As you are going to receive the Holy Communion, invite Jesus into your heart. Having received the Body and Blood of Christ, spend some time to thank him for all his gifts and new life. Remember to receive the Holy Communion in a state of grace. If you feel not in this state, you can either make a sincere Act of Contrition and receive the Communion and at the next opportunity, you are obliged to make the Sacrament of Confession. If you still feel that you don’t want to receive Communion, you may remain in your pew in prayer.

Finally, Having received the Holy Communion, don’t just rush off out of the Church. Wait till the Mass is over with the final blessing. Finally, even if you feel that you cannot participate perfectly, don’t worry, God knows all our imperfections. You have come to Church to worship Your Lord and God and He certainly has blessed you. Leave the Church with peace of heart and mind.

Having received the Holy Communion, don’t just rush off out of the Church. Wait till the Mass is over with the final blessing. Finally, even if you feel that you cannot participate perfectly, don’t worry, God knows all our imperfections. You have come to Church to worship Your Lord and God and He certainly has blessed you. Leave the Church with peace of heart and mind.

God bless you,

Fr. Arul Joseph V

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“The saint of the Gutters” – this is how Mother Teresa, who dedicated her whole life to the service of the sick, outcast, those who suffered from any chronic decease and the dying, was called. Today the Catholic Church declared her formally a Saint, even though she was known as a Saint among the people around the world.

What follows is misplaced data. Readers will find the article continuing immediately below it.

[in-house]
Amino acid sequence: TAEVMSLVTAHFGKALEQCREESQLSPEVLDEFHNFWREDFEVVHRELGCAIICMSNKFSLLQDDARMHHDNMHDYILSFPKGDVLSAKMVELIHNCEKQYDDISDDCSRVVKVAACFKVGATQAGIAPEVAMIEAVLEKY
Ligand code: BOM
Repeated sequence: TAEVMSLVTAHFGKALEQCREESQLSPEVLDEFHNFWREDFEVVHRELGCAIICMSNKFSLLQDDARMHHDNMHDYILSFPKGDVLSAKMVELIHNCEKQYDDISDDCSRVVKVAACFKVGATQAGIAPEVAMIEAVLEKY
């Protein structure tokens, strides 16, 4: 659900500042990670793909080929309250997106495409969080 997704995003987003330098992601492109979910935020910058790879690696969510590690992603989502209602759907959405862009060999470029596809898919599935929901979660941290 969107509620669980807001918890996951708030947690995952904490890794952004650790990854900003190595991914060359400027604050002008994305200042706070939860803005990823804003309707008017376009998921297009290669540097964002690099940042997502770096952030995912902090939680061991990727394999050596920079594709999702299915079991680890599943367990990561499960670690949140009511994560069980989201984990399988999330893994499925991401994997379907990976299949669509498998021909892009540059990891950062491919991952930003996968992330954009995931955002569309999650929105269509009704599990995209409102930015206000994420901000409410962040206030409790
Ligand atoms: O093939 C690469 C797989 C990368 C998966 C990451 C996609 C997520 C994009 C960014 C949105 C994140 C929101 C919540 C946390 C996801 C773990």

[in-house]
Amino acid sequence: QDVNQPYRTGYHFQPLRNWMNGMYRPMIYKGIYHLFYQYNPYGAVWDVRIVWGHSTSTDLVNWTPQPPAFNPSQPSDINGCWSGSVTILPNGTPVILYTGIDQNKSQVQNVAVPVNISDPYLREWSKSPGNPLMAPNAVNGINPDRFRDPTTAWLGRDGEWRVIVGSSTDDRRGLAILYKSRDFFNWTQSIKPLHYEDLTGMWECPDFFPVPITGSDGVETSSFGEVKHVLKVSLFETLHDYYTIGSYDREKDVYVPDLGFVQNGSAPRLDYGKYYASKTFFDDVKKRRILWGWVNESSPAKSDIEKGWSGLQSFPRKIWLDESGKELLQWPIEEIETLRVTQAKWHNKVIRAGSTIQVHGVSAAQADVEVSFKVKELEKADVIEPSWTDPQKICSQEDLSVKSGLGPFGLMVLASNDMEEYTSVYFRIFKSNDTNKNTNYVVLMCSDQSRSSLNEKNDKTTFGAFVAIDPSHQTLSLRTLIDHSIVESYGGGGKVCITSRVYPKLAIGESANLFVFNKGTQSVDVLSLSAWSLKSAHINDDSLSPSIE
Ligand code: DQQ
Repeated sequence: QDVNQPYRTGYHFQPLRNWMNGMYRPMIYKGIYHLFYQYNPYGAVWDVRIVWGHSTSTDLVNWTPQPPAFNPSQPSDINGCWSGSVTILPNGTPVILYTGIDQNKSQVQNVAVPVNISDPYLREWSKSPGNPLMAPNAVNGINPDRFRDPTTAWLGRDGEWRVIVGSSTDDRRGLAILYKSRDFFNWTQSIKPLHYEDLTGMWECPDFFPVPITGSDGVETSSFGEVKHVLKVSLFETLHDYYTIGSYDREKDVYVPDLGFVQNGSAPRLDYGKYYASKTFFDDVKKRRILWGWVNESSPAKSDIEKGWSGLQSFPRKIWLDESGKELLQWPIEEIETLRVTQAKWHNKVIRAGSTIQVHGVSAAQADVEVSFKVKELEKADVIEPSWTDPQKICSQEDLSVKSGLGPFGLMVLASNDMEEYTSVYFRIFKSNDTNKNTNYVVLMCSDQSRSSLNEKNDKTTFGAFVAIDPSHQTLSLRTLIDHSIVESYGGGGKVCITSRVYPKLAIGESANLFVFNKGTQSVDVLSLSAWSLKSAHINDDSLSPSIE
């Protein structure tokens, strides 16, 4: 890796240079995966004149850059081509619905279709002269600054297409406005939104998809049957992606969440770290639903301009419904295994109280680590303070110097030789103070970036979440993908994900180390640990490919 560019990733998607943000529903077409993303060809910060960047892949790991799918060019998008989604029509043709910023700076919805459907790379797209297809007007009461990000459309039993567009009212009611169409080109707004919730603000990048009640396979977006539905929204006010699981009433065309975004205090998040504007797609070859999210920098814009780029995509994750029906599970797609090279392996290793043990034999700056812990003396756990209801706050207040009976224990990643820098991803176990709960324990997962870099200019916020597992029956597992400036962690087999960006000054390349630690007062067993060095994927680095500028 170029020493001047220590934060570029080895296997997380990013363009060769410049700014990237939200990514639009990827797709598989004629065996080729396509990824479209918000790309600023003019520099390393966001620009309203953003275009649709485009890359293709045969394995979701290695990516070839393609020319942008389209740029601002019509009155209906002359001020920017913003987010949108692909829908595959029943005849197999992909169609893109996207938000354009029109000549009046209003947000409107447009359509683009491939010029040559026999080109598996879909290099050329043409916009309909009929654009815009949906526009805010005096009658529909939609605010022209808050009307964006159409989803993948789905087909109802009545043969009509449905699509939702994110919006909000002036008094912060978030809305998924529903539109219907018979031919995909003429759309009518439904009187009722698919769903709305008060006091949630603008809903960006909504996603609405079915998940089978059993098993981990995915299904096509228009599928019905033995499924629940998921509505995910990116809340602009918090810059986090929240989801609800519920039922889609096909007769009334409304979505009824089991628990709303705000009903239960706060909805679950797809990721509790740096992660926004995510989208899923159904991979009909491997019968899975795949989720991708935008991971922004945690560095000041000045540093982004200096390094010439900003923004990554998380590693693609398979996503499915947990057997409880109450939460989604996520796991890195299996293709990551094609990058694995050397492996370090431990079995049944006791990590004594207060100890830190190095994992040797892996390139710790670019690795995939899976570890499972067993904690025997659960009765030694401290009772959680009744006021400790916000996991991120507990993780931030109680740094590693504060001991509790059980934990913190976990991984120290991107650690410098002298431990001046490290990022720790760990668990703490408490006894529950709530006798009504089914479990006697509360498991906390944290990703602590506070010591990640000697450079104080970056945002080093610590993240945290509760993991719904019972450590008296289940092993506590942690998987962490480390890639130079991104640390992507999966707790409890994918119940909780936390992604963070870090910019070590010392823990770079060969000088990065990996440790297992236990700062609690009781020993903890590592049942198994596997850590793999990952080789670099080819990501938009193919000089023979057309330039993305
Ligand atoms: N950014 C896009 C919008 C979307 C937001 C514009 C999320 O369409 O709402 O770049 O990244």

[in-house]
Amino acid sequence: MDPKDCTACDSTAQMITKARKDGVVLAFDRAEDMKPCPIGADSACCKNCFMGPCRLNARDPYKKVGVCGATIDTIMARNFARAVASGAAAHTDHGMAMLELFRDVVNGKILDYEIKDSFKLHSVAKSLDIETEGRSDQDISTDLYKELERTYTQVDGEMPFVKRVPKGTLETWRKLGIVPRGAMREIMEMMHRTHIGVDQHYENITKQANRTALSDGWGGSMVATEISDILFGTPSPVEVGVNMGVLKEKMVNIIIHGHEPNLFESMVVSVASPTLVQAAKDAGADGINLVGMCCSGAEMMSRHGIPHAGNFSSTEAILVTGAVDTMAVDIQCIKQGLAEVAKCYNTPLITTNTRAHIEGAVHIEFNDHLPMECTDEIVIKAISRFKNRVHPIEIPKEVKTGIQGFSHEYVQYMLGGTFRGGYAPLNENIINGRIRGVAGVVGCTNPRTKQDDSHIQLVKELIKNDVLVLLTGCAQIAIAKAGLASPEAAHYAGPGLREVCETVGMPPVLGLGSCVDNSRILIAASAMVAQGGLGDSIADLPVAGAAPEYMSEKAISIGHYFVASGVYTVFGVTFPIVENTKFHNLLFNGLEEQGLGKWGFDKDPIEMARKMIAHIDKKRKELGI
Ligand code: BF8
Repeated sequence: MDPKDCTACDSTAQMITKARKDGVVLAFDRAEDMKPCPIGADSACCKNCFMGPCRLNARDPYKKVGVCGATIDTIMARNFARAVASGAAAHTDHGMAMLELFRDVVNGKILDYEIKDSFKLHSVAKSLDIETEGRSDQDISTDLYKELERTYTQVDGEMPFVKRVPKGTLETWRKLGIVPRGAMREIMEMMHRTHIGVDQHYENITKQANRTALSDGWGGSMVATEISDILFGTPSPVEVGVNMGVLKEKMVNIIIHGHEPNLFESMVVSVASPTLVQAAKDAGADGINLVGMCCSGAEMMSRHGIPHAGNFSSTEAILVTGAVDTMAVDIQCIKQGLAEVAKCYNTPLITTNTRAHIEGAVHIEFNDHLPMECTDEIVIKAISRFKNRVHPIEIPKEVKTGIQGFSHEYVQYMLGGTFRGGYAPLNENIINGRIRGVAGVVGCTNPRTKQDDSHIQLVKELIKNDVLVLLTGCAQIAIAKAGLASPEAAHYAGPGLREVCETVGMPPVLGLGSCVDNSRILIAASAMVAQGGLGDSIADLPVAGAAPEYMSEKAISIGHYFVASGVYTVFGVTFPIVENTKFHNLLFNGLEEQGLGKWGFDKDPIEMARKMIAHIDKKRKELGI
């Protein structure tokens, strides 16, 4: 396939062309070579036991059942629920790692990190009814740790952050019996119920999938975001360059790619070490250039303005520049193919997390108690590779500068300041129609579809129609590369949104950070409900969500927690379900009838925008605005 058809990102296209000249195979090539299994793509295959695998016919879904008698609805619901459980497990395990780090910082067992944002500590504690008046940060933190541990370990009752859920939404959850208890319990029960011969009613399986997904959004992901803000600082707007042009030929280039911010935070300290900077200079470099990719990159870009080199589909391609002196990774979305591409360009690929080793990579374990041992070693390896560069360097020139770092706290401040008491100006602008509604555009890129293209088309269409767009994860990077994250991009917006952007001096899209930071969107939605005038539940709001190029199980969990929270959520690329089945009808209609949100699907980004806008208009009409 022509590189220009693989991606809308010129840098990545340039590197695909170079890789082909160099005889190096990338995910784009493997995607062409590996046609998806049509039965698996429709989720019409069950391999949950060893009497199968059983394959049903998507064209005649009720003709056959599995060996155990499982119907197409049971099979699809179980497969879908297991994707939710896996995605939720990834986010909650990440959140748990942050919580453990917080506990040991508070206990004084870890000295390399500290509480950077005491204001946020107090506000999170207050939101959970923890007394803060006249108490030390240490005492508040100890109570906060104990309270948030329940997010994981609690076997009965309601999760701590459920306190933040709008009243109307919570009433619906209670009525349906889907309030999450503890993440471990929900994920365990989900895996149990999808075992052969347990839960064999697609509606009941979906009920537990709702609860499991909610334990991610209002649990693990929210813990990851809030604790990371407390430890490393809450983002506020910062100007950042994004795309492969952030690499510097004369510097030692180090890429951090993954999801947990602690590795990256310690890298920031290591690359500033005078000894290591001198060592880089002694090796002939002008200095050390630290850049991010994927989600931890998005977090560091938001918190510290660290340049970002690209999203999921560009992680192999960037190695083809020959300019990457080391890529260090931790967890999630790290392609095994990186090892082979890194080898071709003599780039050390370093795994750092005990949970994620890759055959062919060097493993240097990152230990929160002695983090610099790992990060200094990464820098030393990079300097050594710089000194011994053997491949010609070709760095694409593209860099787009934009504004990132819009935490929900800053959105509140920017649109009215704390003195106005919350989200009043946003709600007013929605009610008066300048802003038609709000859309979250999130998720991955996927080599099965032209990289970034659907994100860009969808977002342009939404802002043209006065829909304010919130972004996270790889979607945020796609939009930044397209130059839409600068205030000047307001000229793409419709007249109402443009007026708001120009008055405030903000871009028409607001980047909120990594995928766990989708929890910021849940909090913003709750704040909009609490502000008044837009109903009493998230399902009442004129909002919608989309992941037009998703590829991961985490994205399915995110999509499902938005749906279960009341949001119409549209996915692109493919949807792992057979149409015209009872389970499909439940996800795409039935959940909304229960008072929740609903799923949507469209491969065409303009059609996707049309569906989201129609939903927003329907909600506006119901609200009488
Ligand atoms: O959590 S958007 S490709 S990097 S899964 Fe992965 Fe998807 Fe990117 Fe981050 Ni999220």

Born of Albanian parents, she had a burning desire to work as a missionary in India. Hence at the age of 18 she joined the Congregation known as “Loretta Sisters”, who had a community in India. Having worked 17 years as the principal of a prestigious St. Mary’s high school in Calcutta, located in the north eastern part of India, a city very thickly populated with hundreds of slums – slums are cluster of huts, in which very poor people live without any hygiene and health care – she felt God’s call to serve the poor in 1946. With due permission from the Pope, she started the Order known as “Missionaries of Charity” with no money in hand.

Totally depending on the alms given by the people, she began a home for the dying in 1952 for the people lying on the streets. The following year she started a home for abandoned babies.

Today’s Gospel speaks of total dedication of a disciple of Christ. Mother Teresa lived her life with a spirit of total dedication to the service of the poor. It did not take long time for the world to see with admiration, what she did for the poor. Hence she was honored with Nobel Peace Prize in 1979. Later in 1985 she was awarded with “Medal of Freedom” the highest U.S. civilian award and in 1996 was given an honorary U.S. citizenship. She was given, totally, 124 awards by various countries. The entire sum of money she received, she used to establish new homes in the countries, which required her service. Before her death on September 5, 1997, she established 594 communities of her nuns to serve the needy in 123 countries of the world.